Lahey is facing a mandatory minimum sentence of a year in jail, although Crown prosecutors indicated they might seek a longer term. It was not clear whether Lahey might try to seek extra credit for the time spent in jail prior to his actual sentencing, although the Crown said they expected the time would be considered on a one-for-one basis...
...The Vatican said it was considering "appropriate disciplinary or penal" action against Lahey - who retains the rank of a bishop emeritus in the Church - and condemned child sexual exploitation of all kinds.
In addition to the criminal charges, Lahey is also accused in a civil lawsuit of sexual abuse.
In a statement of claim filed in the Supreme Court of Newfoundland and Labrador, Todd Boland alleged Lahey fondled him over his clothes, and that the abuse happened on numerous occasions over several years. The abuse is alleged to have happened in the mid-1980s when Boland was a resident at the infamous Mount Cashel orphanage.
A date for the sentencing hearing is expected to be set May 26.
January 5, 2012 update: On January 4, 2012, Bishop Lahey was sentenced to prison, but was immediately released. As reported by Sean Kilpatrick of Canadian Press on January 4, 2012:
Disgraced Roman Catholic Bishop Raymond Lahey was sentenced to 15 months in prison Wednesday for importing child pornography, but was released on probation within hours.May 16, 2012 update: As reported by Michael Tutton of Yahoo News, May 16, 2012:
Lahey pleaded guilty to the child pornography charge back in May and surrendered himself into immediate custody while awaiting sentencing.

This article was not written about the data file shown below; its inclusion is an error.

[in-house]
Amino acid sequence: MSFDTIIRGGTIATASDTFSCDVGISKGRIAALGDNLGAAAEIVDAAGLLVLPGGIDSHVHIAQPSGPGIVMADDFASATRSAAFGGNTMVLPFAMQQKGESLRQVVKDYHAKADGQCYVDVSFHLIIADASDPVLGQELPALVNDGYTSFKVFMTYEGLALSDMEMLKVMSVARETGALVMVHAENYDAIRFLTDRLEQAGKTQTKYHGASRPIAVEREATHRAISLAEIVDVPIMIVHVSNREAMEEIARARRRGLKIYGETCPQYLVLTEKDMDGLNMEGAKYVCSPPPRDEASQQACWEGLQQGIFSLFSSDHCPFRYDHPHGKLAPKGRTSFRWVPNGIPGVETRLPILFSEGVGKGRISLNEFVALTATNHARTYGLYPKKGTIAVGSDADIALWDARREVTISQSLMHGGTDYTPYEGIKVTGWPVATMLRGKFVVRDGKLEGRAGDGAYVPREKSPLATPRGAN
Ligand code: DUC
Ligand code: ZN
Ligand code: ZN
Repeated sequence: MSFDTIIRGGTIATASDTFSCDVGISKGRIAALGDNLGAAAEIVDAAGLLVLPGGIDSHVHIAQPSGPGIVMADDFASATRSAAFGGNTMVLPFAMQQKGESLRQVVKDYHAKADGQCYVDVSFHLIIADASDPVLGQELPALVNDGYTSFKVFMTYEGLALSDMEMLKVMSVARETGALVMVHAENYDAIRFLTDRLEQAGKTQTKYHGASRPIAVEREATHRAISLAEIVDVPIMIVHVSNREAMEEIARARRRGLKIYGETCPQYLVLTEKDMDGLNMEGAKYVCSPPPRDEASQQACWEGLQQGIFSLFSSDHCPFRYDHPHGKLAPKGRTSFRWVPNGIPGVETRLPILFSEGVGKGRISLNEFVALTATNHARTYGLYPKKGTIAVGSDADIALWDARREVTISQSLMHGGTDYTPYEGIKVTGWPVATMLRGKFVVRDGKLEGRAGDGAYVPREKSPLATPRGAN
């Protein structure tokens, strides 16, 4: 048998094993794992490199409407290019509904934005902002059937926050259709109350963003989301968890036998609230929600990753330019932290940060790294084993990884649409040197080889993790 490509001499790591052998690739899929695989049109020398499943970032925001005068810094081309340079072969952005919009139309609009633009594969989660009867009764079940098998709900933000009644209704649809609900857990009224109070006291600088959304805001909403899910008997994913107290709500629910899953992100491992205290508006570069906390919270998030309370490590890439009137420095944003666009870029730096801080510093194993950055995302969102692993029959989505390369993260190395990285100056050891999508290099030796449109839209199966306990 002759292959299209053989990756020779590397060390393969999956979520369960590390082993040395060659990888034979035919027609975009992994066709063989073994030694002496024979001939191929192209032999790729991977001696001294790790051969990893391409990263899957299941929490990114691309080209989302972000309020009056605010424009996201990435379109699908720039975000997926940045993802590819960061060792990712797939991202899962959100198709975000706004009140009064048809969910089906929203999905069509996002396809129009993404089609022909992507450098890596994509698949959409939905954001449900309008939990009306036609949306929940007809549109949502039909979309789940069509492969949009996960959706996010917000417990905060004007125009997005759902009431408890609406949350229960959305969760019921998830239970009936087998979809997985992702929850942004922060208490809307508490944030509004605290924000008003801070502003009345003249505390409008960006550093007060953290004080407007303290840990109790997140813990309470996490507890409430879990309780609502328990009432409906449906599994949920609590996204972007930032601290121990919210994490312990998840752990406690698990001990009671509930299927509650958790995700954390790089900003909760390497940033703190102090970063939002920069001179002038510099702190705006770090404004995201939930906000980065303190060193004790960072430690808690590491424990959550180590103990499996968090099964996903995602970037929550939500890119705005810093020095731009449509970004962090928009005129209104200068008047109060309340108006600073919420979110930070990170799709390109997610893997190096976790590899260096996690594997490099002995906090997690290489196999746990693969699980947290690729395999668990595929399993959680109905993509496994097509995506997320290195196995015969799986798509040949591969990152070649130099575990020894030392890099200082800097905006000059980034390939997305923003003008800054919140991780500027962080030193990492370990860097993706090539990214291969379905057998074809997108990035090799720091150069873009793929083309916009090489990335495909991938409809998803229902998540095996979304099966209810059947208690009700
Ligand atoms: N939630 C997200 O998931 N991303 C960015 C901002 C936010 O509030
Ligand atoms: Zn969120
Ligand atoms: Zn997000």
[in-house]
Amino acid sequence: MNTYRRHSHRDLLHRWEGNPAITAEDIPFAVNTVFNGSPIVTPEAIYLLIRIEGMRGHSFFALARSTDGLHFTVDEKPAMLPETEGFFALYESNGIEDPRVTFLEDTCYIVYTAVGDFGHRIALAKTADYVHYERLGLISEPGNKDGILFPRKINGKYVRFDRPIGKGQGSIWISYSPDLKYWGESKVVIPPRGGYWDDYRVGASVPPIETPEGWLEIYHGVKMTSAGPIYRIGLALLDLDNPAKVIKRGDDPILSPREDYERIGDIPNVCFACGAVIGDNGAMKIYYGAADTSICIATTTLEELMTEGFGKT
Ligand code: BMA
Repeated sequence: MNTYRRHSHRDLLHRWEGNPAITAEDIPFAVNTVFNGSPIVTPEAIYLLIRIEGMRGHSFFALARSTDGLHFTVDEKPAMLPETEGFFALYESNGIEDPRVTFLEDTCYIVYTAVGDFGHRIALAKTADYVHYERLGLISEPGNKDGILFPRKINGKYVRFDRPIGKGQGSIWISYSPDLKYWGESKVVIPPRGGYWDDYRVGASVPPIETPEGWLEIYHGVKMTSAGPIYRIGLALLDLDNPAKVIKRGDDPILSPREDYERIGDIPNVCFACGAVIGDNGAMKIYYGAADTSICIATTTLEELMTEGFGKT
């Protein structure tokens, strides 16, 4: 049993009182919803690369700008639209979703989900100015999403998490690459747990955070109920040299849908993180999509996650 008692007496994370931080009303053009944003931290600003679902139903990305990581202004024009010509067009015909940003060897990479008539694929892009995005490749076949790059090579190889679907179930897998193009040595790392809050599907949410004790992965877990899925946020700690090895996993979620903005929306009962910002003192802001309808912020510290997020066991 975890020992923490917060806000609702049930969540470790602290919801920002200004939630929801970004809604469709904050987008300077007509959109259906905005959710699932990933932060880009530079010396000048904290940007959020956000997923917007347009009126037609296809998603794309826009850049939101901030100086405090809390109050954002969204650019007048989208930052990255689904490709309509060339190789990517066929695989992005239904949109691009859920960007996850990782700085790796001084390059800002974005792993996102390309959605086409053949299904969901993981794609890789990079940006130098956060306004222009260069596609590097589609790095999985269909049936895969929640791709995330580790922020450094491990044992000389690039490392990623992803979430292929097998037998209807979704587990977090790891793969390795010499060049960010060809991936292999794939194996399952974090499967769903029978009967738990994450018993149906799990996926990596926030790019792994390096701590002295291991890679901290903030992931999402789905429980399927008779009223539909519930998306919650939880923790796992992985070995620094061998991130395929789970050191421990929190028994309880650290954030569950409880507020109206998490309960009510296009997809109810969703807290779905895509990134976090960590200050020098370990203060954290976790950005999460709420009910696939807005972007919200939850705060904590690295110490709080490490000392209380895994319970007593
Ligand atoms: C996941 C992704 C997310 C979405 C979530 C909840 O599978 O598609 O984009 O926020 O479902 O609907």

Since Lahey committed his crime in 2009, Ontario Court Justice Kent Kirkland said the 71-year-old bishop was entitled to receive double credit for time served awaiting sentencing.
And with close to eight months already in jail, Lahey was free to go from the court.
"The most difficult task for a judge in determining an appropriate sentence is the balancing of the fundamental principles," Kirkland said during the hearing.
"On one hand, the sexual exploitation of children is an offence that cries out for significant reprisal. On the other hand, the personal circumstances of this offender, who accepts responsibility for his wayward conduct, defies the urgency of incarceration."
After receiving his sentence and providing a DNA sample for the national sex offender registry, Lahey left court Wednesday afternoon, escorted into a car by one of his lawyers. Lahey made no comment to reporters.
Before he left, Lahey's lawyer, Michael Edelson, said his client's career with the Church was over and that Lahey would return to layman life. As for what Lahey plans to do next, Edelson wouldn't say...
...Lahey will now be on probation for two years. As part of his conditions, he will have to submit to random searches of his personal and office computers when required by the authorities.
He will also be banned for 20 years from areas where children might gather, such as schools and public pools, and from communicating online with minors under the age of 16.
Kirkland said in his sentencing that he considered the fact that Lahey had no previous criminal record and had a long history of community service.
He also considered a psychiatric assessment conducted last month that found that Lahey was not a pedophile, not a risk to the community and that there was minimal expectation of recidivism...
...At a sentencing hearing last month, Lahey apologized to his church and to victims of child pornography. He said his addiction to Internet porn went against his moral principles.